(WSJ) China’s Huawei Technologies Co. moved to shore up its U.S.-sanctions-damaged business by selling budget smartphone brand Honor to a state-led consortium.
The Chinese telecom company said Tuesday that it would sell Honor to a new company that records show is majority owned by a unit of the government of Shenzhen, the southern Chinese city where Huawei is based. More than three dozen other Chinese entities, including state-owned companies and dealers of Honor devices, also have an unspecified stake in the consortium.
The companies didn’t disclose the value of the sale or how it would be financed, but Chinese media reports before the deal’s announcement placed its value at about $15 billion.
The deal is in response to “tremendous pressure” on its consumer business from component shortages caused by U.S. curbs on its supply chain, Huawei said. Unloading Honor could enable the unit to sidestep restrictions from the Trump administration that block Huawei from buying computing chips or other parts made using American technology.
Huawei executives have described the company as fighting for survival following the U.S. actions. It has been drawing on inventory stockpiles to build its smartphones and telecom equipment since it became unable to buy virtually any chips in mid-September. Executives have said its smartphone business, which requires vastly more chips than other business lines, faces the most urgent shortfall.
“The company is now running into substantial operational challenges,” said Dan Wang, an analyst at Gavekal Dragonomics. “The consumer business, which made up over half of revenue in 2019, is in greater trouble than its carrier business because it’s more challenging to stockpile chips for so many smartphones.”
Honor gadgets, aimed mainly at young, internet-savvy consumers, accounted for 24% of Huawei’s 156 million smartphone shipments this year, according to market tracker Canalys.
Selling Honor is the most visible sign of the strain placed on Huawei by Washington’s restrictions on its ability to obtain parts. Honor has been a driver of smartphone sales, with shipments peaking in the first quarter of 2019 thanks to strong demand overseas, particularly in Central and Eastern Europe. But its popularity ebbed after Huawei was added to a U.S. trade blacklist in May last year that blocked its access to apps on Google’s Android operating system.
Huawei’s overall market share, however, continued climbing through much of this year, thanks to strong domestic sales. It was the No. 1 seller of phones in the second quarter world-wide and No. 2 in the third quarter, though its sales have been dropping outside China.
Without the Honor brand, Huawei would have been the world’s fourth-largest smartphone vendor in the third quarter, behind Samsung Electronics Co. , Apple Inc. and China’s Xiaomi Corp., according to Canalys.
The deal leaves Huawei with its own-branded devices, including its high-end Mate series and P series smartphones, as well as laptops, wearables, smart devices and other gadgets.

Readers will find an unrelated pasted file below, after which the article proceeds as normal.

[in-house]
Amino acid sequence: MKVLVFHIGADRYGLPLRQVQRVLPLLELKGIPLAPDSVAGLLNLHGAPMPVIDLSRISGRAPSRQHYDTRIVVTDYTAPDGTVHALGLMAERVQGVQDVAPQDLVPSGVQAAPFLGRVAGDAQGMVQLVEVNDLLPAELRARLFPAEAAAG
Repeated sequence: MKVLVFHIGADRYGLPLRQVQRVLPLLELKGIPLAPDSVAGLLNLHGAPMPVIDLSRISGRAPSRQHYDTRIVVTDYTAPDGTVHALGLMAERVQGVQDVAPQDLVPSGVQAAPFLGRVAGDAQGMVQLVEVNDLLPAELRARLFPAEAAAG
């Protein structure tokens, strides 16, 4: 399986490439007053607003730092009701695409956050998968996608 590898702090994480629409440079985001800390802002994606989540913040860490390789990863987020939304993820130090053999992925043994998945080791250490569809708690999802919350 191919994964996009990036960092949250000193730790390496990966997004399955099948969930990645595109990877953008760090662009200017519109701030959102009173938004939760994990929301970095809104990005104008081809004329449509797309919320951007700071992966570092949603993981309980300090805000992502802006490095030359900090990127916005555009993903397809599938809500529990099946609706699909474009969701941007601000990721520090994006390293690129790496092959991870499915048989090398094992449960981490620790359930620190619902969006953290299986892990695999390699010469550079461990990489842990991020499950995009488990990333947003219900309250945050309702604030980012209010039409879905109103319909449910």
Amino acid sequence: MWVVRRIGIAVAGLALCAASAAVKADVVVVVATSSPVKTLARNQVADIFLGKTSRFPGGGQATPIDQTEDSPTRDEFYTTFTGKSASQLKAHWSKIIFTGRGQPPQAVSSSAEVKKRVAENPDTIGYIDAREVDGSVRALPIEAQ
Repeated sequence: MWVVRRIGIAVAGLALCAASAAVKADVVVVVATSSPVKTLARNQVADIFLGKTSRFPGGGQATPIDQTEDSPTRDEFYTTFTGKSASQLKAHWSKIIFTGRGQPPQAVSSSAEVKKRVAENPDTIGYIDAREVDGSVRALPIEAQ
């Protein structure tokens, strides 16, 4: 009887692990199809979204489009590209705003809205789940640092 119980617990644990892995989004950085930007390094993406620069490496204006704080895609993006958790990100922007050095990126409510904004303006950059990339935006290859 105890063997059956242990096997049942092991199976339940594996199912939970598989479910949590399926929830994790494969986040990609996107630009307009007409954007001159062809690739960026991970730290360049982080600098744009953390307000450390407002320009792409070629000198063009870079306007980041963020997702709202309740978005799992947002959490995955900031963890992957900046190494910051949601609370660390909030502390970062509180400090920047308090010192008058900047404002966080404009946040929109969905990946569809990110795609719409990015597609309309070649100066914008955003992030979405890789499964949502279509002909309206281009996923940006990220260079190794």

There is no indication that the sale reflects an imminent cash crunch at Huawei. The company says it has remained profitable through this year, with a net profit margin of 8% in the third quarter. The company had $53.1 billion in cash and short-term investments at the end of 2019, the last time it revealed balance-sheet details.
Analysts said the deal could be aimed at throwing a lifeline to suppliers and vendors of Honor, while potentially setting it up to become an early customer of Huawei’s new line of smartphone software. Huawei will begin selling smartphones running its self-designed operating system, called Harmony OS, next year.
“I think the immediate benefit is to give themselves more breathing room and keep the phone business afloat, especially in China,” said Nicole Peng, an analyst at Canalys who called the sale a “drastic move” for Huawei.
Despite the popularity of Huawei’s smartphones globally, telecom carriers won’t carry its devices in the U.S. Washington has long considered Huawei’s telecom gear a security threat, allegations the company has repeatedly denied.
One risk for Honor is that the U.S. extends the supply-chain restrictions on Huawei to Honor or to its new owner. However, U.S. policy makers’ concerns about Huawei have focused largely on the Chinese company’s giant telecom-equipment business, rather than on its smartphone business, and officials could decide against imposing new restrictions on Honor under new ownership.
Huawei has wound down other parts of its business in recent years in the wake of U.S. pressure. It has slashed its staffing in the U.S. and Australia, and last year sold its stake in an undersea cable venture.
Honor’s new owner is Shenzhen Zhixin New Information Technology Co. Chinese corporate records dated Nov. 13 show it is 98.6% owned by a Shenzhen Smart City Technology Development Group Co., a unit of the state assets branch of the Shenzhen government, according to Tianyancha.com. The remainder is held by a partnership made up of private and public companies.
Source: Wall Street Journal by Dan Strumpf